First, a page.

Speed of light maybe not as constant as we thought

posted by Jason Kottke Aug 07, 2002

A team of Australian scientists, led by Paul Davies (who has written several books on physics...I've read About Time) is theorising that electromagnetic waves may not have a constant speed as is commonly accepted. Predictably, the lead of this wire article focuses on Einstein being wrong...although Davies does a nice job in correcting that somewhat by saying, "it doesn't mean we just throw the books in the bin, because it's in the nature of scientific revolution that the old theories become incorporated in the new ones."

The most interesting bit of the discovery is the revelation that atoms from 12 billion years ago and present-day atoms are fundamentally different and that the difference seems to affect the speed of light. When we get some answers as to how that happened and if the process is reproducible, that'll be something. Mimicking nature in atom manipulation has provided us with new compounds, new elements, vast amounts of energy, and loads of new discoveries. Who knows what is possible if we can modify atoms to alter the speed of light.

As an enthusiastic arm-chair scientist, I'm waiting to hear about this from a slightly more rigorous source than Reuters before speculating further. (Does anyone have a subscription to the Nature site? I wouldn't mind getting a peek at the actual article in the August 8th issue... Update: Got a copy of the Nature article...thanks Danielle.)

Reader comments

steveAug 07, 2002 at 11:05PM

if you can find someone at UW-Madison, get their student ID and first four digits of their last name. then go to exproxy.library.wisc.edu and punch that info in.

Sachin nairAug 08, 2002 at 12:42AM

I could help you with the actual theory of relativity if you want, i have the whole book on my harddisk! If you can get hold of the actual piece, me being an arm chair scientist myself( to quote you) wouldn't mind a peek myself ;)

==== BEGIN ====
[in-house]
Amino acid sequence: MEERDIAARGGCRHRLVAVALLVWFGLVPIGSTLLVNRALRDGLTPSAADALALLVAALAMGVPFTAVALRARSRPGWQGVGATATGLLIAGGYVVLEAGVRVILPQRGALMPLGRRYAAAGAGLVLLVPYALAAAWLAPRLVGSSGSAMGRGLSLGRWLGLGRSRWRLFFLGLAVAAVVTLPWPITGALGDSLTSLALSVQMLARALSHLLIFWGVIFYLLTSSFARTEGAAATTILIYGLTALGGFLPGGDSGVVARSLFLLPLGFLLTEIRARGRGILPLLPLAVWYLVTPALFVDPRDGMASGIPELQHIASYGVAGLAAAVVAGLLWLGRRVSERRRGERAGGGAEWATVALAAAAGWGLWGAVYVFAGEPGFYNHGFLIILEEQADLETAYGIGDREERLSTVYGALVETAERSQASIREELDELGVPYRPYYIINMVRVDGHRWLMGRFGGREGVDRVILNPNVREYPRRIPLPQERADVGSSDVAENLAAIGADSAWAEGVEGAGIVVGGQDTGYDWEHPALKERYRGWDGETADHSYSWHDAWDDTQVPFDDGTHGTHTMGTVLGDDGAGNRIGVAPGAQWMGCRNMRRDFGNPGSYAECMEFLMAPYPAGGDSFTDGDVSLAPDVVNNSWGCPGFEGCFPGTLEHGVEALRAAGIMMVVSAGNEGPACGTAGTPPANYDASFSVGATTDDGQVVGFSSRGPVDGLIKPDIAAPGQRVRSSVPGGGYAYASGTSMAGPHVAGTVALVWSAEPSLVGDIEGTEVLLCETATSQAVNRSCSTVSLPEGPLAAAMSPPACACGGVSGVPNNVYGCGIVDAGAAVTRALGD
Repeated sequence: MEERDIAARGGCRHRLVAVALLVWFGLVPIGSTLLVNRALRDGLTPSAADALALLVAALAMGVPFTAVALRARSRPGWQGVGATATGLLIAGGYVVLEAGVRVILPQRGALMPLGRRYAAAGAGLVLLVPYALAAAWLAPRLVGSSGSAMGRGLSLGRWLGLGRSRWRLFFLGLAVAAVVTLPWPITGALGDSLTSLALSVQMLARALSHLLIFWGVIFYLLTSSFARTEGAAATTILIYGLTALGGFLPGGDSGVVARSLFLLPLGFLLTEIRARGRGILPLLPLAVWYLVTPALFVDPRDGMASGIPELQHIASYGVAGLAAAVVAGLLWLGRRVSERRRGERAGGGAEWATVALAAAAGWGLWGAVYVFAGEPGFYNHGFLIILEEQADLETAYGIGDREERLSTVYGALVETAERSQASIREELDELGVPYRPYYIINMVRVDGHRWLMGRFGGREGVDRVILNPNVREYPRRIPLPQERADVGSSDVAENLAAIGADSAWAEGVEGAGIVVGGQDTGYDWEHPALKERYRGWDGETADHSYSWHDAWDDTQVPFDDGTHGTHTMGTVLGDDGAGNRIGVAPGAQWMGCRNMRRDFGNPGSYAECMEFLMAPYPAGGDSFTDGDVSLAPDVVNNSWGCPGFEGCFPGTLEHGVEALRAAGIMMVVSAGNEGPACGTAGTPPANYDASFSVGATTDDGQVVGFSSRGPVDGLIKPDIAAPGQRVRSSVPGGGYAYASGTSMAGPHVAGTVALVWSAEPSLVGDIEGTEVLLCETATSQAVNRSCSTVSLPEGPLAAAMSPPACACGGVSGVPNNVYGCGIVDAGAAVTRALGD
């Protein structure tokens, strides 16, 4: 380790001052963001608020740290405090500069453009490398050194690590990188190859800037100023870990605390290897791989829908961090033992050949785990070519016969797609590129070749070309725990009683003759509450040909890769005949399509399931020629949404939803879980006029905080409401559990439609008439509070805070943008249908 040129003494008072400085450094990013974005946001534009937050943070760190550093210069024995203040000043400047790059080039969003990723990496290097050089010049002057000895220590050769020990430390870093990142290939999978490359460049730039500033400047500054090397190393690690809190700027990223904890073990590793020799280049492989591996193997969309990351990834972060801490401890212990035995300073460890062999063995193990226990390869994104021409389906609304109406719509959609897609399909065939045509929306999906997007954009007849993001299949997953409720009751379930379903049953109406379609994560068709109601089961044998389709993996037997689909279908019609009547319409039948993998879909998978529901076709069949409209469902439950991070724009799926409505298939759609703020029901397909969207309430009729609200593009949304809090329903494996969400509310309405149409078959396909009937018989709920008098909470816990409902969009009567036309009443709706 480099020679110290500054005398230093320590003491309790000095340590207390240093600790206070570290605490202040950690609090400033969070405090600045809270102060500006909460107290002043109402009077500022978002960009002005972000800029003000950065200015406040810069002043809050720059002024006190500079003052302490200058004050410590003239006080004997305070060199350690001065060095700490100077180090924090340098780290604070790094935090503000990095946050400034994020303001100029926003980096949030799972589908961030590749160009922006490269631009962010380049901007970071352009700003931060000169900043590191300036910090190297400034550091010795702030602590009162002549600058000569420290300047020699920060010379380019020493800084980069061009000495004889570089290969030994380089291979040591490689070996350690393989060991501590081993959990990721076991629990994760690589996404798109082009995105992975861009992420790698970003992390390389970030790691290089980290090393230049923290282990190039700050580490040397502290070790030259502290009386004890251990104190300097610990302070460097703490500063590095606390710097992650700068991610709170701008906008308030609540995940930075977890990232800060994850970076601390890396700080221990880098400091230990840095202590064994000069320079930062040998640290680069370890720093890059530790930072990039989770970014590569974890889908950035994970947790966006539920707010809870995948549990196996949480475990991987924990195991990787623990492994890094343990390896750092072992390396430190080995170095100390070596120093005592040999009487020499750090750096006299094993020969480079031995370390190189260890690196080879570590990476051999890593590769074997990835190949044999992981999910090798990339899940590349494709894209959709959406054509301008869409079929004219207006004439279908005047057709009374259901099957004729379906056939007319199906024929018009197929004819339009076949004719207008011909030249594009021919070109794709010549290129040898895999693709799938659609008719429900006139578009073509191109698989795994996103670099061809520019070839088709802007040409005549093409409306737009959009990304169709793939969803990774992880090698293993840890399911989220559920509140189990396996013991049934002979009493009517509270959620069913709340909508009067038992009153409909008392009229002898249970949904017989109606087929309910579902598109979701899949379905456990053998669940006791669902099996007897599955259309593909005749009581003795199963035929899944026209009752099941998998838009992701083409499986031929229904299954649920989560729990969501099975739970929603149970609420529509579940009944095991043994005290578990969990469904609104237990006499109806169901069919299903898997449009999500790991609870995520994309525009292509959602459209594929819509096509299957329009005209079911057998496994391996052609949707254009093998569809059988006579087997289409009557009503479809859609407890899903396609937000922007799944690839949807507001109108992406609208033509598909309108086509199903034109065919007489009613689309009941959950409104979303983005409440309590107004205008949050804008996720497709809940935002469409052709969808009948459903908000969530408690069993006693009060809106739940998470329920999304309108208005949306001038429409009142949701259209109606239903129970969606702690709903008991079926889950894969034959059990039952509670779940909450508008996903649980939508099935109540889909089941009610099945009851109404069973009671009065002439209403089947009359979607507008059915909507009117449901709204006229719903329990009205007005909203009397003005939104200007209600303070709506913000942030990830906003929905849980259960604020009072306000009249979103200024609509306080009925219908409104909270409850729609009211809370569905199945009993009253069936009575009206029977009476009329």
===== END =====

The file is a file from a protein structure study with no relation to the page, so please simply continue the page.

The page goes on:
SteveAug 08, 2002 at 2:10AM

Why don't you try the horse's mouth(s): Tamara Davis


GregAug 08, 2002 at 6:33AM

I thought the article on slashdot was helpful in clarifying some technical things. This comment in particular was good because I had no idea what a fine structure constant was and how it related to the speed of light. Still, I can't help think that this isn't really a big deal; didn't we already know that the laws of physics were completely different in the immediate aftermath of the big bang?

barlowAug 08, 2002 at 6:49AM

When studying contrarians one time, I ran across a physicist named Setterfield who believes the light-speed constant has changed. Here is one of his articles: The Atomic Constants, Light, and Time. Perhaps it will be helpful. I'm not in a position to judge the guy's motives, but I often try to remain skeptical about contrarians since they seem to have an answer for every possible objection. Similarly, the guy who doesn't believe HIV causes AIDS is an interesting character study. He too has an answer for every objection.

Sachin nairAug 08, 2002 at 9:46AM

Actually to say the truth, i totally disagree when people say,"We thought speed of light is constant", for one thing, it should be velocity about which we should be talking about.

Velocity is speed with direction to boot! Now velocity is always measured relatively, withouht going into too many details.... The velocity of light is assumed to be constant due to to the high magnitude, the magnitude itself nullifies the directional part of velocity as any object compared on earth has negligibl speed!! Hence we assume whatever direction light assumes, its speed is constant! 3*19^8 m/s :)

Sachin nairAug 08, 2002 at 9:48AM

oops, a typo, it should be 3*10^8 metres per second.

GK NelsonAug 08, 2002 at 12:52PM

Would you be willing to share that Nature wealth? I'd sure like a more in-depth look at the subject.

And does this mean that, as light moves slower, time moves faster? No wonder everything speeds up as I get older.

StevenAug 08, 2002 at 12:53PM